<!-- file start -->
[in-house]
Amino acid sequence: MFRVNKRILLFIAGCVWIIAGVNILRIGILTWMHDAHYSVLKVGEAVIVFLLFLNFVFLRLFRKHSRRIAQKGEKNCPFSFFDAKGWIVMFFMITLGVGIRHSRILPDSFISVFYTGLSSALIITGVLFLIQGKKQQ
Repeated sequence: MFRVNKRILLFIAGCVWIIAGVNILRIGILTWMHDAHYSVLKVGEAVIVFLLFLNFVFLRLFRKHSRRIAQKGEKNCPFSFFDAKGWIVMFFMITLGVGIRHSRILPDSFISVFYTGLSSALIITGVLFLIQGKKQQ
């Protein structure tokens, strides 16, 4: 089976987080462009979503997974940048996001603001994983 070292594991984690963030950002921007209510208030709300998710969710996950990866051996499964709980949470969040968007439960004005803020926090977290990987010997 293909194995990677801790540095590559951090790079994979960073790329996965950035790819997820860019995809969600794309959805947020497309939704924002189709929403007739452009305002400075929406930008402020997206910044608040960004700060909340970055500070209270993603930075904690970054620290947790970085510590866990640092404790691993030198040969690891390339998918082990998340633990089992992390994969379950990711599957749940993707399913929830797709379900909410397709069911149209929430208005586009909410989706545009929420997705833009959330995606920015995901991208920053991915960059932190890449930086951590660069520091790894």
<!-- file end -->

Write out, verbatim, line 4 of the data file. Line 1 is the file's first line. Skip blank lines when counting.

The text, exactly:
């Protein structure tokens, strides 16, 4: 089976987080462009979503997974940048996001603001994983 070292594991984690963030950002921007209510208030709300998710969710996950990866051996499964709980949470969040968007439960004005803020926090977290990987010997 293909194995990677801790540095590559951090790079994979960073790329996965950035790819997820860019995809969600794309959805947020497309939704924002189709929403007739452009305002400075929406930008402020997206910044608040960004700060909340970055500070209270993603930075904690970054620290947790970085510590866990640092404790691993030198040969690891390339998918082990998340633990089992992390994969379950990711599957749940993707399913929830797709379900909410397709069911149209929430208005586009909410989706545009929420997705833009959330995606920015995901991208920053991915960059932190890449930086951590660069520091790894």